SECURITY COUNCIL LIFTS SANCTIONS AGAINST SIERRA LEONE
9/30/2010 2:01:10 PM -
29 September - The Security Council today lifted the arms embargo and other sanctions it imposed on Sierra Leone more than 12 years ago during the civil war that left at least 75,000 people dead and many more maimed.
The Council’s decision to end the sanctions set out in resolution 1171 of 1998 comes just weeks after the Government of Sierra Leone requested that the measures be lifted.
In a unanimously adopted resolution, the 15-member body recalled its readiness to terminate the measures “once the control of the Government of Sierra Leone has been fully re-established over all its territory, and when all non-governmental forces have been disarmed and demobilized.”
In a separate decision, the Council extended the mandate of the Integrated Peacebuilding Office in Sierra Leone (UNIPSIL) for another year, until 15 September 2011.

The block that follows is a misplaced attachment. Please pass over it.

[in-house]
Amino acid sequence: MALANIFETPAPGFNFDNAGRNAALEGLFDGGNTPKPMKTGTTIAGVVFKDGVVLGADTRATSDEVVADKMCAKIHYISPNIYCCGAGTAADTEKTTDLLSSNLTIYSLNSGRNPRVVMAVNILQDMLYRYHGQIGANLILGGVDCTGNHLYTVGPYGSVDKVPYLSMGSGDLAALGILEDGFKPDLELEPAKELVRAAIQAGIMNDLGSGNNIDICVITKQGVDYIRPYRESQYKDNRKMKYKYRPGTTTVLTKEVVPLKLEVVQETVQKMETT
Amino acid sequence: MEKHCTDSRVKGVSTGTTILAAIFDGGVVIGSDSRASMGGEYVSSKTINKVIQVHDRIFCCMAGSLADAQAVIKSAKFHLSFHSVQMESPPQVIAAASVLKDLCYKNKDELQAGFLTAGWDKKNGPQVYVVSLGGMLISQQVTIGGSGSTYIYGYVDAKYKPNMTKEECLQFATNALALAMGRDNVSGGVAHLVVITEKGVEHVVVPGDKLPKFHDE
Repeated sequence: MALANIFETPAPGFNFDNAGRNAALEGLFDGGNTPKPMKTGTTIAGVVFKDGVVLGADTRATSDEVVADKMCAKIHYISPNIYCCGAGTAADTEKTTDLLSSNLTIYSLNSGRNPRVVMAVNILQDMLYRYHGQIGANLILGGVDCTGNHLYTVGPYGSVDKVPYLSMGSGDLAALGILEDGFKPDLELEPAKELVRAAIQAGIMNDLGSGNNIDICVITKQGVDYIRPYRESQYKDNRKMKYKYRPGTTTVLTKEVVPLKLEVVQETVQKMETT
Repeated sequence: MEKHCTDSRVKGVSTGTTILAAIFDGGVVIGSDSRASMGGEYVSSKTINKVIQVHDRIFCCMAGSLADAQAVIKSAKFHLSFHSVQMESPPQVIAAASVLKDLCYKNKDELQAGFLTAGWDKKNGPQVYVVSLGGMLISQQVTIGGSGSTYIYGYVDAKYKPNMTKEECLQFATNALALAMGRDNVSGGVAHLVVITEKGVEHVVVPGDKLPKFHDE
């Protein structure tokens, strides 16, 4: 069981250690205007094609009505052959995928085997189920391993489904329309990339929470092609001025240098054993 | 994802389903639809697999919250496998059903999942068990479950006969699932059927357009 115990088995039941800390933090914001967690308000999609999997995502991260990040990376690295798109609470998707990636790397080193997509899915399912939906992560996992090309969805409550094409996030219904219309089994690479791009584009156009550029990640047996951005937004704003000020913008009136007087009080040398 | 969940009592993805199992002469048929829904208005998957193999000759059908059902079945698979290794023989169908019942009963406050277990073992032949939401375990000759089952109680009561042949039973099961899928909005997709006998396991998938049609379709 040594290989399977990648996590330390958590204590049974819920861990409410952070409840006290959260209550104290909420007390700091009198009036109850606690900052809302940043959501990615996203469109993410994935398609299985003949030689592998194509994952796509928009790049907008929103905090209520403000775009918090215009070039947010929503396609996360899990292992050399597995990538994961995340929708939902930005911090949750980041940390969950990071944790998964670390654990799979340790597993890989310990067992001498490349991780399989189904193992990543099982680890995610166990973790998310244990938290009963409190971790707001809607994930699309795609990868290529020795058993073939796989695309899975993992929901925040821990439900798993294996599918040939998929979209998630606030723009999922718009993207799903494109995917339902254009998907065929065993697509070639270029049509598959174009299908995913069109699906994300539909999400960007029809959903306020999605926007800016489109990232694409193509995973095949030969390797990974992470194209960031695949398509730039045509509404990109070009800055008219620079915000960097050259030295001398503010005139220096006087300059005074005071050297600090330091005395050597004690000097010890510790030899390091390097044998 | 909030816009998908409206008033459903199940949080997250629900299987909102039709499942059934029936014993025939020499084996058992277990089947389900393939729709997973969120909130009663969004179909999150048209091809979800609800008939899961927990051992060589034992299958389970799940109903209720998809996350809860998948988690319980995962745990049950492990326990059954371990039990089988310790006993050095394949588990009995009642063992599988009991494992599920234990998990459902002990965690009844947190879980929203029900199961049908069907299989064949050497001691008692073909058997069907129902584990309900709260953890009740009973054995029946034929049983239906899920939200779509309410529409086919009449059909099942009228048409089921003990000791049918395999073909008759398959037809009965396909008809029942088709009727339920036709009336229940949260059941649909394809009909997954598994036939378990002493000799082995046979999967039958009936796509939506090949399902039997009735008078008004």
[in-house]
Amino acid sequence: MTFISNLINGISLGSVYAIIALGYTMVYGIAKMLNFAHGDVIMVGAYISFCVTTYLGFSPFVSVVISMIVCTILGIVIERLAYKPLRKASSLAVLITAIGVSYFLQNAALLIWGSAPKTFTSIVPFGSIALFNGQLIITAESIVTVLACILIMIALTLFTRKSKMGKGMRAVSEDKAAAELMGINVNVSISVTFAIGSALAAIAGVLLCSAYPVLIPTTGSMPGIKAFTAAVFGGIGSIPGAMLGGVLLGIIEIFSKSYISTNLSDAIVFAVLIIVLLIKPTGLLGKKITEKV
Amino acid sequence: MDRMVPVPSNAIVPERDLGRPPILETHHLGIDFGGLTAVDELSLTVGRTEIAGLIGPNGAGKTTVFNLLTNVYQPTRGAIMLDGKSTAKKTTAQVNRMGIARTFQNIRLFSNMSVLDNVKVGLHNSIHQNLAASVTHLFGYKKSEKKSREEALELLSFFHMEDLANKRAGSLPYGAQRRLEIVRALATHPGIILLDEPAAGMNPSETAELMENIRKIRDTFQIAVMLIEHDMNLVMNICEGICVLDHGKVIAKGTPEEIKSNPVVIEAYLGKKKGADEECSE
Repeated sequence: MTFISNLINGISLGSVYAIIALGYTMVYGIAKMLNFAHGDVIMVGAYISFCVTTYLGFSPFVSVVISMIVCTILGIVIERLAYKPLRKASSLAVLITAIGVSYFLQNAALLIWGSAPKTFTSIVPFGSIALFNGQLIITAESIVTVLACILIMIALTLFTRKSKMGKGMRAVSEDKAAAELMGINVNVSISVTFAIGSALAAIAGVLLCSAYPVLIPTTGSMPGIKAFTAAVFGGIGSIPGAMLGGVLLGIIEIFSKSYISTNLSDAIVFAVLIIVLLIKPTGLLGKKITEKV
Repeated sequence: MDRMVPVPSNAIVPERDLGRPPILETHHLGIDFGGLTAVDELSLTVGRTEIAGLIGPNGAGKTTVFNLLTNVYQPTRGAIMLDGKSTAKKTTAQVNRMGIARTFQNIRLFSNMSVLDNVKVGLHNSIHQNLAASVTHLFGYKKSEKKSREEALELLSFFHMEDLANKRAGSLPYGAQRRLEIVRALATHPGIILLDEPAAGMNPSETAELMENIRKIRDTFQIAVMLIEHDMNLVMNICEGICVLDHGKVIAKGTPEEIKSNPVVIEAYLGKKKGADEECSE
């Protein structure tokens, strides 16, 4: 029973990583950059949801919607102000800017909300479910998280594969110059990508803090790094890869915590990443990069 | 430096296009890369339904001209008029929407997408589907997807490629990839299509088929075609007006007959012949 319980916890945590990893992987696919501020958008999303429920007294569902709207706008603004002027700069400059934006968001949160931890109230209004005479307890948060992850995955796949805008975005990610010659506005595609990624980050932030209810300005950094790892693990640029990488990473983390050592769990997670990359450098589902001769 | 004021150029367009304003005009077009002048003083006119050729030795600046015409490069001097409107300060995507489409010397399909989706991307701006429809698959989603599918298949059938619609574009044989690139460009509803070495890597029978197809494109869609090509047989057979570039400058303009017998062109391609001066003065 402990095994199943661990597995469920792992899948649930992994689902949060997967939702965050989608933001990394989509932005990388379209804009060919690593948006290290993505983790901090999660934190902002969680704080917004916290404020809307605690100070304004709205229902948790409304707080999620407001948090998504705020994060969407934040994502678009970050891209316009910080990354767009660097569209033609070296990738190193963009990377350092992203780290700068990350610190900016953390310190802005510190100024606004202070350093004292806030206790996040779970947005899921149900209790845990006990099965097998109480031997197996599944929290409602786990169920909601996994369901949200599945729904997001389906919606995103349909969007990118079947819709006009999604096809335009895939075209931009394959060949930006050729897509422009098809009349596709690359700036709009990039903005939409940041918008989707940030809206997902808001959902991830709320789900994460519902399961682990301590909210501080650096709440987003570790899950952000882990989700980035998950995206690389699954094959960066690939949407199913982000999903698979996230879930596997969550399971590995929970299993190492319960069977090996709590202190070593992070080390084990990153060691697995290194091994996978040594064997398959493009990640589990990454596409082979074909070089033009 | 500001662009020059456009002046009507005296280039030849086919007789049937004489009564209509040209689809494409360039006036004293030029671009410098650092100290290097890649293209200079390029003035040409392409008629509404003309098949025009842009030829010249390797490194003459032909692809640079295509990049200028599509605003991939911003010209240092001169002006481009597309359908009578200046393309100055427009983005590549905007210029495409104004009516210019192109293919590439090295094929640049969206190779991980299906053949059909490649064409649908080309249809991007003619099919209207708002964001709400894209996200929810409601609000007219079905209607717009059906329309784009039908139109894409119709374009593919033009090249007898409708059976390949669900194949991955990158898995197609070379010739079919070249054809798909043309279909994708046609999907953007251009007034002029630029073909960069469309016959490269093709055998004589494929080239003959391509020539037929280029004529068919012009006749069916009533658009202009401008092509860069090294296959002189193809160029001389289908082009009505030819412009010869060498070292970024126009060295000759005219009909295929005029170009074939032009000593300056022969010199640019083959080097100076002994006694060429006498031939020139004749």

Established in 2008 to continue UN efforts to boost peace in the West African nation, the Office is tasked with providing political advice, as well as monitoring and promoting human rights, and helping to train national police and security forces and strengthen democratic institutions.
The Council decided that UNIPSIL, in the upcoming year, under the so-called Joint Vision of the UN system, should focus on assisting the Government with preparations for the 2012 elections, conflict prevention and mitigation, efforts to tackle youth unemployment, and promoting good governance, the rule of law and human rights, among other areas.
It also called on the Government, with the support of UNIPSIL, and others to step up efforts to combat corruption, improve accountability, and promote the development of the private sector to generate wealth and employment opportunities.
In his latest report on UNIPSIL, Secretary-General Ban Ki-moon cited youth unemployment as one of the biggest hurdles facing the country, noting that “immense challenges” remain in generating jobs for young people, especially in the current economic climate.
He called for international investment to help tackle a situation in which some 800,000 young people are currently unemployed, employed without remuneration or underemployed.